"Dead Is Dead"

JANUARY 14, 2011

AIRED: APRIL 8, 2009

Apparently, "Dead Is Dead" is the lowest-rated episode of Lost ever (per Nielsen ratings), attracting barely more than a third of the audience that tuned in for its highest rated ("Man of Science, Man Of Faith"). That's kind of depressing, but what surprises me is that it suggest there were a lot of folks who watched the show casually. With a show this mythology and character heavy, I would think the ratings would consistently stay even or slide, not go up and down like they do for CSI or Law & Order (shows with little to no continuity - I know for a fact that L&O's three series don't even air episodes in order). Who the hell was like "Maybe I'll watch Lost this week..."?

Anyway, it doesn't deserve its fate, since it's a pretty good episode, especially in retrospect as it deals heavily with the "monster", whom we now know was embodied by Locke. The scene where Locke disappears after Ben falls through the ground in the cave, at first glance, seem to just be bad (convenient) timing on his part - watching for the first time I was probably thinking "Aw shit, if he hadn't gone off he could have seen the monster too!". Now I realize he had to go "change", and it's another strong bit of evidence suggesting that, as rather idiotic as it was, the idea to make Locke the monster was indeed decided long before it was revealed in S6.

There's also another scene where he mysteriously disappears, when Ben "calls" it by, well, whatever it is he does (looks like he's flushing a toilet made out of a hole in the ground). Perhaps Locke just took off in case Ben's actions caused a reaction in his "persona"? Or maybe he went to Alex's grave to get whatever he needed to turn into her later? I forget the specifics, but he can't just shapeshift into whoever he likes, right? Doesn't he need to touch the body or something? Ah, who cares - it's obvious just from Terry O'Quinn's change in how he plays the character that something is amiss, so while I really hated the decision, I'd have to defend it against anyone claiming it was made up in the episode it was revealed.

I also liked how Lost's casting folks once again found a young actor that could pass for the older actor whose role he was inhabiting for a flashback, in this case Widmore. He's way better than the guy we saw in "Jughead", for starters, and he could very easily be a young Alan Dale. Since they have the worst luck in the world when it comes to making its actors look younger (Ben looks completely ridiculous with his longer black hair), it's a good thing Lost has this uncanny knack for finding (presumably local Hawaiian) actors that we can instantly recognize as the younger version of someone we know.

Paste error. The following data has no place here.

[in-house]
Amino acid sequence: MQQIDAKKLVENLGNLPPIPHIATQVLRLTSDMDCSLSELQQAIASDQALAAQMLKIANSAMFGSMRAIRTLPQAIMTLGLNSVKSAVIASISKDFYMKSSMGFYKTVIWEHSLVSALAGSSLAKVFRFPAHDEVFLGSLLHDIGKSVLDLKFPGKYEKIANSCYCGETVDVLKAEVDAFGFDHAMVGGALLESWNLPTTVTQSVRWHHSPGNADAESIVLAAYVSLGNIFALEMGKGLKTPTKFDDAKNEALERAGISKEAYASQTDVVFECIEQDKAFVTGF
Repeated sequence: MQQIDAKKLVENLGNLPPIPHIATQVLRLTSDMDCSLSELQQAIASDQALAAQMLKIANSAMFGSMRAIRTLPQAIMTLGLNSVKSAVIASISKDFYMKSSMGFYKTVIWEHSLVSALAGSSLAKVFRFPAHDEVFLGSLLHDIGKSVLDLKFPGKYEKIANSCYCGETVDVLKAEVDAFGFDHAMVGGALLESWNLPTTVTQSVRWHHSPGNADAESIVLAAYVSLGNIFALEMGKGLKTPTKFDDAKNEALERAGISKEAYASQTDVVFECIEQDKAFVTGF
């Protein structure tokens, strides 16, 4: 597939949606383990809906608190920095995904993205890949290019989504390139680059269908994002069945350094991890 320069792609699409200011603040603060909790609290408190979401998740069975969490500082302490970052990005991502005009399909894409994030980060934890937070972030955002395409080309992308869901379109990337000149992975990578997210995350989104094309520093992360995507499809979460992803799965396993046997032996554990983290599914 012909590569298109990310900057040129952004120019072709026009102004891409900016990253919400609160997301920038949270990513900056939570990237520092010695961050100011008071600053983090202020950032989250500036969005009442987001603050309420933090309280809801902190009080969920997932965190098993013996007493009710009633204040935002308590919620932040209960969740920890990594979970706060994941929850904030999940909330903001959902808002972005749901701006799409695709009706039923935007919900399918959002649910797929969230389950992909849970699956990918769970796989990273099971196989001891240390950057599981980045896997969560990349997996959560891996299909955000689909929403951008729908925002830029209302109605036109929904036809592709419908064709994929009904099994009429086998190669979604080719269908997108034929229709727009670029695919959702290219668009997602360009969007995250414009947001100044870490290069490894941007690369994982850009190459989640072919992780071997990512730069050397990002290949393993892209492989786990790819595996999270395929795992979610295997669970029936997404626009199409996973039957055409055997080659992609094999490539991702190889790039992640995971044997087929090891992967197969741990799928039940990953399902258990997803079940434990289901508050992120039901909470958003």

I haven't talked about the music for a while. One thing I've noticed with this marathon "re-viewing" is that I can recognize the various themes for certain characters, Sayid's and Ben's in particular. I mean, I'd recognize the cues in the past, but this is the first time I noticed how they were tied to certain characters (i.e. you never hear those sad strings for Jack or Locke; they BELONG to Sayid). It would be cool if Michael Giacchino released a CD with just the themes for each character, I think. And I say again, few television shows have ever had such consistently great and memorable music, and I hope he continues to have such an impressive career.

Another good thing about this episode is that we finally see Desmond! Not for long; he doesn't even have any real lines beyond things like "Hey!", but it's good to see him all the same - he's been absent for like five episodes. And we finally learn why Ben was all beat up when he got on the Ajira plane - it was from the vicious beating Desmond gave him after he tried to kill him and Penny (but paused when he realized they had a kid - or was just momentarily distracted trying to figure out if "Charlie" was named after Pace or Widmore). And thus Desmond gets to join the club of folks who have smacked Ben around. Let's see, there's Jack, Sayid, Locke, Sawyer, Ana Lucia, Sun, Rousseau (butted him with her gun), Alex roughs him up a bit at the end of this one... hell, even Hurley threw a Hot Pocket at him. Dude's spent 75% of the show with bruise/cut makeup on.

So basically, it's a shame that more people saw "Fire + Water" than this, is what I'm saying.

Where are we?

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